So last week, I had an encounter with the fly-bitten rump of the sad puppy movement. I’ve never really bothered engaging with that side of genre culture before as I think that a) providing those people with any kind of platform serves only normalise their ideas, and b) the only real overlap between their interests and mine is the Hugo awards and I don’t really give that much of a shit about the Hugos.
The encounter happened as a result of someone mentioning a right-wing fantasy magazine by name in the comments of a blog post that I had written. This had the effect of summoning the owner of the site who sensed an opportunity to promote his magazine. Having decided to treat my blog like a Reddit AMA, he changed into a robe, put his feet up on the coffee table, and announced himself happy to field any questions that people might have.
I had a look at his site, clocked the image of the Gamergate mascot stood in front of a Confederate flag, and duly told him to go and fuck himself.
Cue about 36 hours-worth of internet hugs for our ego-searching snowflake as close to a dozen right-wing genre bloggers clutched at their pearls, lamented my rudeness, and reminded their readers that the only way to defeat knuckle-dragging brutes such as myself was to continue supporting initiatives featuring right-wing authors and presses. I won’t link to these people because fuck their stupid faces and I won’t address any of the points they made because none of those arguments were written with me in mind. I’ll explain what I mean by that statement in a second but in the meantime, here are some of my favourite responses:
As part of the Shadow Clarke project, each of the jurors were asked to write an introduction that laid out some of their thoughts about science fiction and how they perceived the Arthur C. Clarke Award.
Mine went live yesterday afternoon. You can read it on the Anglia Ruskin Centre for Science Fiction and Fantasy’s website but I’m also reprinting it here below the fold.
A couple of things that occurred to me upon re-reading the piece:
Firstly, I think it does a pretty good job of capturing how I currently feel about the institutions of genre culture. To be blunt, I don’t think that genre fandom survived the culture wars of 2015 and I think genre culture has now entered a post-apocalyptic phase in which a few institutional citadels manage to keep the lights on while the rest of the field is little more than a blasted wasteland full of isolated, lonely people. One reason why I agreed to get involved with shadowing the Clarke Award is that I see the Shadow Clarke as an opportunity to build something new that re-introduces the idea that engaging with literary science fiction can be about more than denouncing your former friends and providing under-supported writers with free PR.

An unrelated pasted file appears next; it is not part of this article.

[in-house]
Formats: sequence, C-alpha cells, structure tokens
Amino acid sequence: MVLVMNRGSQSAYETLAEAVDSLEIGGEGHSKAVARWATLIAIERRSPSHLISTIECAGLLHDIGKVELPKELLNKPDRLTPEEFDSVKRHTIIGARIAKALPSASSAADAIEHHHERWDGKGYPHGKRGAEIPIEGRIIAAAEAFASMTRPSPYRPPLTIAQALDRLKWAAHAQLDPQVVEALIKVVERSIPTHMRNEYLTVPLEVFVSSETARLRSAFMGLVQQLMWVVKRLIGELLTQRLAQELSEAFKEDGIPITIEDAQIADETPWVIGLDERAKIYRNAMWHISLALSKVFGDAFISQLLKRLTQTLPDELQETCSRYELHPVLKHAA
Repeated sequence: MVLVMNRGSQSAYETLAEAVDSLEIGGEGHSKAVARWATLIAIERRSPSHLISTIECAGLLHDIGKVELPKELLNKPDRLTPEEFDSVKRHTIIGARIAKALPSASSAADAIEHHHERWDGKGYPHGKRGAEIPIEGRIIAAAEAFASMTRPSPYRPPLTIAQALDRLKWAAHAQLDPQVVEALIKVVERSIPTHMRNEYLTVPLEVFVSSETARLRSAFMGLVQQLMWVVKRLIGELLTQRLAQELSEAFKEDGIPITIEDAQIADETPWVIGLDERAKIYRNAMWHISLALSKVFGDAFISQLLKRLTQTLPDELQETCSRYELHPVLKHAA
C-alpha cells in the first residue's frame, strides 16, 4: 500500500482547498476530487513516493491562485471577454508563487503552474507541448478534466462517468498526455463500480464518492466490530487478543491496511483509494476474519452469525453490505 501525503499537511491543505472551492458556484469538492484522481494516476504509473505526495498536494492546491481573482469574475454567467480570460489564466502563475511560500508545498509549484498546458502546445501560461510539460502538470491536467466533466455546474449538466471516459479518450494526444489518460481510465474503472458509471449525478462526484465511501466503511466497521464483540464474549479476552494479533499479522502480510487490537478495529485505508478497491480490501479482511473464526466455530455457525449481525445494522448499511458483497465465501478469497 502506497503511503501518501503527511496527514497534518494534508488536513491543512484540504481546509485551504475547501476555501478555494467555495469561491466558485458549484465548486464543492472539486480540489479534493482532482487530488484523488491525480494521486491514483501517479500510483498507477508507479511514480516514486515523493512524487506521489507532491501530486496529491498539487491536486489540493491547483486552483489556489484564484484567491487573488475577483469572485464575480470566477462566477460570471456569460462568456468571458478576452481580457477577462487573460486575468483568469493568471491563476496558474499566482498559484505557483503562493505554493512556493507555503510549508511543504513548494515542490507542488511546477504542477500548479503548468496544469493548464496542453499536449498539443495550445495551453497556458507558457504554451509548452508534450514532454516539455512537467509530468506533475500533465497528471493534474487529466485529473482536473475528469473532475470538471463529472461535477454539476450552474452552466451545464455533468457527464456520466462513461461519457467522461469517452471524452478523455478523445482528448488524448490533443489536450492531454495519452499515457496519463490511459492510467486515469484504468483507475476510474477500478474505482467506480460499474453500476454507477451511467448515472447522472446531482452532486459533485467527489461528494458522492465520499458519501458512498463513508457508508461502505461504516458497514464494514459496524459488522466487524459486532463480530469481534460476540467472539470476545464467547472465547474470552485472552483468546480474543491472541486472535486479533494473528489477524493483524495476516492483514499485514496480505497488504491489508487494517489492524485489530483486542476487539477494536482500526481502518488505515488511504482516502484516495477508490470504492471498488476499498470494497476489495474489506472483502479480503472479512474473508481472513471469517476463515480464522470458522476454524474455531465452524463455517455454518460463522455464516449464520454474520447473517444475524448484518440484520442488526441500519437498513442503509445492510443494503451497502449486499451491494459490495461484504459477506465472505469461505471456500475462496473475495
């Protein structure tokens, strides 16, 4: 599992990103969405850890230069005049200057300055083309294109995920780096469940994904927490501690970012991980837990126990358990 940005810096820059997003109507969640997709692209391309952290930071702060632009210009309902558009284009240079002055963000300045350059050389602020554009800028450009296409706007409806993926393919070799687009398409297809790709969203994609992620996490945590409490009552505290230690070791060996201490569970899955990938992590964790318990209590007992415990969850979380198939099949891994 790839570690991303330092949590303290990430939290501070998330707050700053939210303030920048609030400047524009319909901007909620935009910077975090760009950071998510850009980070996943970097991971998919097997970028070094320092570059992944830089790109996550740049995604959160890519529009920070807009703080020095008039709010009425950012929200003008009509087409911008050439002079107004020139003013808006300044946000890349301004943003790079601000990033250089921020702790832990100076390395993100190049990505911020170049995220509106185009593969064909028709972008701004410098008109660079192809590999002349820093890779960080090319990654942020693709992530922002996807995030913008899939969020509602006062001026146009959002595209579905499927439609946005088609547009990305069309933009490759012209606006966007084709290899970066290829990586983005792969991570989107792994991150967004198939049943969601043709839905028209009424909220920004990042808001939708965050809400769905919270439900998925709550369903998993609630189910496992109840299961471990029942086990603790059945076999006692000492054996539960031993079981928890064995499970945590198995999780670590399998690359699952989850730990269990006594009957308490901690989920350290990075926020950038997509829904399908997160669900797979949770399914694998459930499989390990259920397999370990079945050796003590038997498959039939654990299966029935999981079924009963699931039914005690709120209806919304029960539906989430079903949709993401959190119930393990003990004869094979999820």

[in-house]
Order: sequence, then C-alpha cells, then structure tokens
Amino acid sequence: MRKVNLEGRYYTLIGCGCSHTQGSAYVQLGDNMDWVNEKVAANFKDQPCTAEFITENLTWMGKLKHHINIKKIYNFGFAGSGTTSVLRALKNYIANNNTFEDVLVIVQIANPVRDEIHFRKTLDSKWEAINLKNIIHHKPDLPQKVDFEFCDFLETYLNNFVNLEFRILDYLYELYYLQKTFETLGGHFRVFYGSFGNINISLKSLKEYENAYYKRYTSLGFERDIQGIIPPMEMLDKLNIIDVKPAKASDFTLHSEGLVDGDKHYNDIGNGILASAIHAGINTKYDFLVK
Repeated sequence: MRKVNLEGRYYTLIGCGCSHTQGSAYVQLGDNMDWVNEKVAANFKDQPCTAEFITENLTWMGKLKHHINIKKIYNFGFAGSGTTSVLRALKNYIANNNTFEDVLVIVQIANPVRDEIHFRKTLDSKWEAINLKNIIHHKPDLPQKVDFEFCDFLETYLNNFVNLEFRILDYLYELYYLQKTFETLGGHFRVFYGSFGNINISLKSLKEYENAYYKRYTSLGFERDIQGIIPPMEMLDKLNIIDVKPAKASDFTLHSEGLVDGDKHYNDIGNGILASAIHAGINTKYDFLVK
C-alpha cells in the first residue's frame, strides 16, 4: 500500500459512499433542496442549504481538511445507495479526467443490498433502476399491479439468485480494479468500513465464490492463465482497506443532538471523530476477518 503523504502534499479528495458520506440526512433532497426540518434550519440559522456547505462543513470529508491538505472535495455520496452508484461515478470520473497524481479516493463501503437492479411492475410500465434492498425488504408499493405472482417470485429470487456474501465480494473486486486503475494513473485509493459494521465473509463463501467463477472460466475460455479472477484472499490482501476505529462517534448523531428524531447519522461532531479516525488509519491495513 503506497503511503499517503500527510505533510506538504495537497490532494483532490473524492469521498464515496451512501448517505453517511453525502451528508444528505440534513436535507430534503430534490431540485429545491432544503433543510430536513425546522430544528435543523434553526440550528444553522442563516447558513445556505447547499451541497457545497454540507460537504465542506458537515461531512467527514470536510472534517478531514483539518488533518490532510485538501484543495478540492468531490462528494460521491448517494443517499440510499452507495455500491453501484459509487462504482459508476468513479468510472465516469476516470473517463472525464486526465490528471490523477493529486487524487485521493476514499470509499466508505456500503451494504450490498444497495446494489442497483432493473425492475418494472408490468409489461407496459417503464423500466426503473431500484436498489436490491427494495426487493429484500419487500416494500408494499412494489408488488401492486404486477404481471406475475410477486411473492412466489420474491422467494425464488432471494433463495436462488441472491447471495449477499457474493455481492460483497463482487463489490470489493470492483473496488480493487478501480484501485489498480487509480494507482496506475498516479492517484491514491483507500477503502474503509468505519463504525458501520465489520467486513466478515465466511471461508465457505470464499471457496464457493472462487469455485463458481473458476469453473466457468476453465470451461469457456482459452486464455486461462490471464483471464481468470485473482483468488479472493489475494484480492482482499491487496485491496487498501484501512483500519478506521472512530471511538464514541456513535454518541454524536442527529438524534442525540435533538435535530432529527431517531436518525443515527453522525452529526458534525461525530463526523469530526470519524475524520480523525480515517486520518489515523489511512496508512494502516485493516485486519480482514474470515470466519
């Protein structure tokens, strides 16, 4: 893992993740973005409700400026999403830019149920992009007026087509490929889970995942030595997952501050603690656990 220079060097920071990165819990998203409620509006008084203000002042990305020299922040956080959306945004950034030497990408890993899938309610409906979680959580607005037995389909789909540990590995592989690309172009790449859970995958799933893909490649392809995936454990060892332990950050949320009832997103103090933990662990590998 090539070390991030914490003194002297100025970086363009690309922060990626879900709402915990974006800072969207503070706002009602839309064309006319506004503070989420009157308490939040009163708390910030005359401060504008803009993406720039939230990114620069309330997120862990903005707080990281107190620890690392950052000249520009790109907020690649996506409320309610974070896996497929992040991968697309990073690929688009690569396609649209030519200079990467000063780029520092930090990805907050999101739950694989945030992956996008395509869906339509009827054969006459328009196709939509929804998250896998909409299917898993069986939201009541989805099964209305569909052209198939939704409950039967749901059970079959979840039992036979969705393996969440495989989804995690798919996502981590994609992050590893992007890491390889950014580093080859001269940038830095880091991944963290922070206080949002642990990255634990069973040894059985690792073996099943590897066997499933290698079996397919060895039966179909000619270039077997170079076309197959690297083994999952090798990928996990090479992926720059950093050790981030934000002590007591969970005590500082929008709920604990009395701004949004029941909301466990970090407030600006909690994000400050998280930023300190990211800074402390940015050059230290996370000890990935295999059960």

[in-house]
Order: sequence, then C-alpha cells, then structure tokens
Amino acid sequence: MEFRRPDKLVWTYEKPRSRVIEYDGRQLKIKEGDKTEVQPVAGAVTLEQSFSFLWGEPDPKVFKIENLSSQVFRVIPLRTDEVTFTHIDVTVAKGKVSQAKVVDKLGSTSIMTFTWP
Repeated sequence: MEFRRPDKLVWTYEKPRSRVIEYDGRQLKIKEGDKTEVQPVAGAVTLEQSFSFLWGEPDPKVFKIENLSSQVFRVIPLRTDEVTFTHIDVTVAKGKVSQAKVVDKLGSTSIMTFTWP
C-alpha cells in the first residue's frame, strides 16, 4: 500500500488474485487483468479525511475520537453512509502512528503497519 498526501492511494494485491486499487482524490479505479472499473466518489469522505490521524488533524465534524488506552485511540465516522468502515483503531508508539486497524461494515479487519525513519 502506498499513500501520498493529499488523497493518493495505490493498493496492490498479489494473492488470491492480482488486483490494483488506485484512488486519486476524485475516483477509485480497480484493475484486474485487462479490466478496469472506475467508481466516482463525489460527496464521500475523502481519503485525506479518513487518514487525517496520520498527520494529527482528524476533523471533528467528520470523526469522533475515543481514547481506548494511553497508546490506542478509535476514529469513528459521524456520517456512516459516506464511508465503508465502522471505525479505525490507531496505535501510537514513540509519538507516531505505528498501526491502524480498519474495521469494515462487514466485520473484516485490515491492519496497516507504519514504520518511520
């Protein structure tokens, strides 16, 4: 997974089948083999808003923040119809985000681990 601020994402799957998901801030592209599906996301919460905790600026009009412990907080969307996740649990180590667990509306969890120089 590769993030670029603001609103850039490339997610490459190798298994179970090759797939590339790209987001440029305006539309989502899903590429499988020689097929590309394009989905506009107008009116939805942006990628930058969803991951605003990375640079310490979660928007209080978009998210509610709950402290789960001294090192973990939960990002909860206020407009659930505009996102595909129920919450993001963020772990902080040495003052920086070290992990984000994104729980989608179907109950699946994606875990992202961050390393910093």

Secondly, the piece toys with the idea of the genre origin story. While this is not a particularly novel concept, it is interesting to note that when genre culture does engage with how people first got into SF it’s through a range of narrow tropes such as helpful librarians and the discovery of the one book that changed everything. I think that our path into culture goes a long way to determining how we view said culture and I also think that there’s a lot more to genre origin stories than Heinlein juveniles and Lord of the Rings. While more recent episodes have tended to feature book discussions and interviews with authors, Jonah Sutton-Morse’s Cabbages and Kings podcast has interviewed quite a broad range of fans and found their genre origin stories to be as unique as they are fascinating.
Tom Hunter has just made public the list of books submitted to the judges of the annual Clarke Award. I don’t normally pay much attention to the list of submitted titles as genre awards only ever seem to come into critical focus once they reach the shortlist phase of their existence. This year will be different…
What is different is that I will be forming part of the first ever shadow jury for a genre award. Inspired by the shadow judges for the annual Booker prize, the idea is for a group of people to consider the list of submitted titles and – in parallel with the official judges – come up with their own shortlists and preferred winners. This initiative was the brainchild of the great Nina Allan (whose introductory remarks can be found here) and is backed by the Anglia Ruskin Centre for Research into Science Fiction and Fantasy under the directorship of Helen Marshall (whose own introductory remarks can be found here).